Marine Pollution Bulletin

Marine Pollution Bulletin is concerned with the rational use of maritime and marine resources in estuaries, the seas and oceans, as well as with documenting marine pollution and introducing new forms of measurement and analysis. A wide range of topics are discussed as news, comment, reviews and research reports, not only on effluent disposal and pollution control, but also on the management, economic aspects and protection of the marine environment in general. A distinctive feature of Marine Pollution Bulletin is the number of different categories of articles which are published. Papers (Reports) form the core of the journal, while Baselines document measurements which are expected to have value in the future. Reviews are generally invited by the editors on subjects which cross traditional lines, but suggestions for topics are welcomed. Viewpoints are a less formal forum for scientists to comment freely on matters of relevant national and international importance. Other sections of the Bulletin include News, New Products, Conference Reports, Conference Diary, Correspondence and Book Reviews. Two volumes are published annually, one of which contains a series of special issues on topics of particular current interest. The importance and influence of these special issues, which address the major marine environmental concerns of our time, is increasingly being recognised not just by the wider scientific community, but also by environmental policy makers at national and international level.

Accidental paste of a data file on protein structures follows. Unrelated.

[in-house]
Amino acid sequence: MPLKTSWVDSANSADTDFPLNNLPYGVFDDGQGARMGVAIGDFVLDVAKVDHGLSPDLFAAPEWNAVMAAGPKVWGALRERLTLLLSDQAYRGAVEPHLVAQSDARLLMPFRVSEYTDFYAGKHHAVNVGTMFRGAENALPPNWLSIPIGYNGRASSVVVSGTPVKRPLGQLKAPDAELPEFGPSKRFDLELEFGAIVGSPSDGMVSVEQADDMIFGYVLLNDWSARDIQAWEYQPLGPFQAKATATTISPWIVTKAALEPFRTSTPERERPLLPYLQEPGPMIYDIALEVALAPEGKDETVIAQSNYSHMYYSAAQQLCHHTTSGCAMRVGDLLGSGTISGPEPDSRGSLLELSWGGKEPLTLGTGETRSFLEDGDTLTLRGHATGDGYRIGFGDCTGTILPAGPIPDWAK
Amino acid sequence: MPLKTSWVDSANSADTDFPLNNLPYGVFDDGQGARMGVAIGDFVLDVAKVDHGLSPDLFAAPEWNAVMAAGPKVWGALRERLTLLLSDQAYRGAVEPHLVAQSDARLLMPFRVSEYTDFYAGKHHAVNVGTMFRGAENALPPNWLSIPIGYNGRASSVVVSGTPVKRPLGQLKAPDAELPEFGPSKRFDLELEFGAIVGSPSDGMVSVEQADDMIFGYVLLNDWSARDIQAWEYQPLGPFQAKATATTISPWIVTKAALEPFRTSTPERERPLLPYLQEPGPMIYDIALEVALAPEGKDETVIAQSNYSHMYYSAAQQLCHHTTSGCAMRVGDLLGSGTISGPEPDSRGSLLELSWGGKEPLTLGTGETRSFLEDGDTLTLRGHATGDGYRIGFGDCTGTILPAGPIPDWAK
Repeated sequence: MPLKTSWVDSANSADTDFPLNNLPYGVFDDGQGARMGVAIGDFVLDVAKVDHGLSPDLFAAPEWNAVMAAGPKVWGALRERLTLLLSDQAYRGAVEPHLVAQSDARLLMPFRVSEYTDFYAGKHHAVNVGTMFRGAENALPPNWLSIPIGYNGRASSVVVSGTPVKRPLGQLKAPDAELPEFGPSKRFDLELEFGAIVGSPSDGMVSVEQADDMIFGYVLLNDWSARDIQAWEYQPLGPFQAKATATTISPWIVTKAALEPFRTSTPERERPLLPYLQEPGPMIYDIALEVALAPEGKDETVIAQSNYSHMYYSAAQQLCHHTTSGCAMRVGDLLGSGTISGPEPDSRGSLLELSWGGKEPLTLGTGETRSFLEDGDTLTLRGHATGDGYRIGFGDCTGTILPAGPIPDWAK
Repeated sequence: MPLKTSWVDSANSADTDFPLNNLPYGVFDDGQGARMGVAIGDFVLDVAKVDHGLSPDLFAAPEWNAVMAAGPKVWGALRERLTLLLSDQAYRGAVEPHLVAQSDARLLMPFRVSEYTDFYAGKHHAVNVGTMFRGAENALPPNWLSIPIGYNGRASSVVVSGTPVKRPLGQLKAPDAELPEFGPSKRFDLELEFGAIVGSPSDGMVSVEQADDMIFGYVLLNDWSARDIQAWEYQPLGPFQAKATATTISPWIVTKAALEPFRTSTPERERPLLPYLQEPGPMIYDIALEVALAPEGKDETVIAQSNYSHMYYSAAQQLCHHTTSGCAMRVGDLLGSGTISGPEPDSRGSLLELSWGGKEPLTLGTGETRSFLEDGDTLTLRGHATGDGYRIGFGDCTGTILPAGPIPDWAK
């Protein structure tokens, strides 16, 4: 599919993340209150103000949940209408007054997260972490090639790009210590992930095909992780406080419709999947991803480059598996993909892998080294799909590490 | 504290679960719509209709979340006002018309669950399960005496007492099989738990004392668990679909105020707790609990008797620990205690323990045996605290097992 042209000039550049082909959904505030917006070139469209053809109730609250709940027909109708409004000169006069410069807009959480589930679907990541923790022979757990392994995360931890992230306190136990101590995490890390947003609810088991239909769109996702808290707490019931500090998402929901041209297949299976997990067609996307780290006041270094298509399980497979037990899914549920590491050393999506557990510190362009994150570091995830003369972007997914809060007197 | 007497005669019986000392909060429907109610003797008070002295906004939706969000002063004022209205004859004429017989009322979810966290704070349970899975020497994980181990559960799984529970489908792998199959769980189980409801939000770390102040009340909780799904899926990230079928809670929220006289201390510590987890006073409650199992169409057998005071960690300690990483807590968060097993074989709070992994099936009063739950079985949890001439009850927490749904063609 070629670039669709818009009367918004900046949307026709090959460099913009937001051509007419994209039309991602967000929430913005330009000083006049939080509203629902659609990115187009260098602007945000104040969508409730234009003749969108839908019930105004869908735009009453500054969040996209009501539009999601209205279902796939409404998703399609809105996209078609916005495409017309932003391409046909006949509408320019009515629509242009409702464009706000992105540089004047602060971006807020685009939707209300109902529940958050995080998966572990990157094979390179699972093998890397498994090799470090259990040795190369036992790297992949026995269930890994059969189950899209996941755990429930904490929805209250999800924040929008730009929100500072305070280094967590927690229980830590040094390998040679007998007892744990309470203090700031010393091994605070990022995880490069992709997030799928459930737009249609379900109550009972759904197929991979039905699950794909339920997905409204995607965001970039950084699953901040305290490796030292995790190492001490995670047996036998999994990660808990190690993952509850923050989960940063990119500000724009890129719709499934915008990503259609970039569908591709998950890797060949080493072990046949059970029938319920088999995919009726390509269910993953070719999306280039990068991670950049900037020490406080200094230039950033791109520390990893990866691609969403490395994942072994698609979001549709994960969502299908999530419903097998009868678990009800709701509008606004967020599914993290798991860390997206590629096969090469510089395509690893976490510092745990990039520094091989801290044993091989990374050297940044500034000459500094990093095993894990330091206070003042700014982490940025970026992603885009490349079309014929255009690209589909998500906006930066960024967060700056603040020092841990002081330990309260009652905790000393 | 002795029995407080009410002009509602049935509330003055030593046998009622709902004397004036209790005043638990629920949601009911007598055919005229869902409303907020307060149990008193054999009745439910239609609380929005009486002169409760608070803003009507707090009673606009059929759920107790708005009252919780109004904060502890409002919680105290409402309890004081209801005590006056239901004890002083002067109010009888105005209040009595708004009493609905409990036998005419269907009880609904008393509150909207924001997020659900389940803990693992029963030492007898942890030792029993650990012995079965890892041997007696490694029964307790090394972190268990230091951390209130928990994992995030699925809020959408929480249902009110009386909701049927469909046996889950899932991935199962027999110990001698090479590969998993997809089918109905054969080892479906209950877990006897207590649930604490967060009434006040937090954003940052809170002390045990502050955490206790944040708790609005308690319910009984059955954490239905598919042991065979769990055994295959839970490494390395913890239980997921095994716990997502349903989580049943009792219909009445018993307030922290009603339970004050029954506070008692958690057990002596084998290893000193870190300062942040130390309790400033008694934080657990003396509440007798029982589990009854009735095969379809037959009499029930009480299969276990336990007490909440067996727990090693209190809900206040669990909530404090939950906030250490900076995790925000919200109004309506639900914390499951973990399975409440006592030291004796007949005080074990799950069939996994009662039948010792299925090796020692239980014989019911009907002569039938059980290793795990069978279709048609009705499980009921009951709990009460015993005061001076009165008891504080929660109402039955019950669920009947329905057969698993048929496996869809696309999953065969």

Publisher
Elsevier
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Save the seagrass

Seagrass meadows provide the ideal place for young fish to thrive, say NERC-funded scientists researching the importance of these habitats for commercial fishing.

Aug 12, 2014 5 / 5 (1) 0

Sound of the ocean not so relaxing

(Phys.org) —The impact of underwater noise on a bottlenose dolphin population in Scotland's Moray Firth will be closely monitored, thanks to a new system developed by scientists at our University and the ...

Nov 27, 2013 not rated yet 0

Learning the limits for marine species

Work by biologists and marine scientists at various Norwegian research institutions over the past 10 years has covered such commercial resources as shrimp, scallops, herring and cod.

Apr 11, 2013 not rated yet 0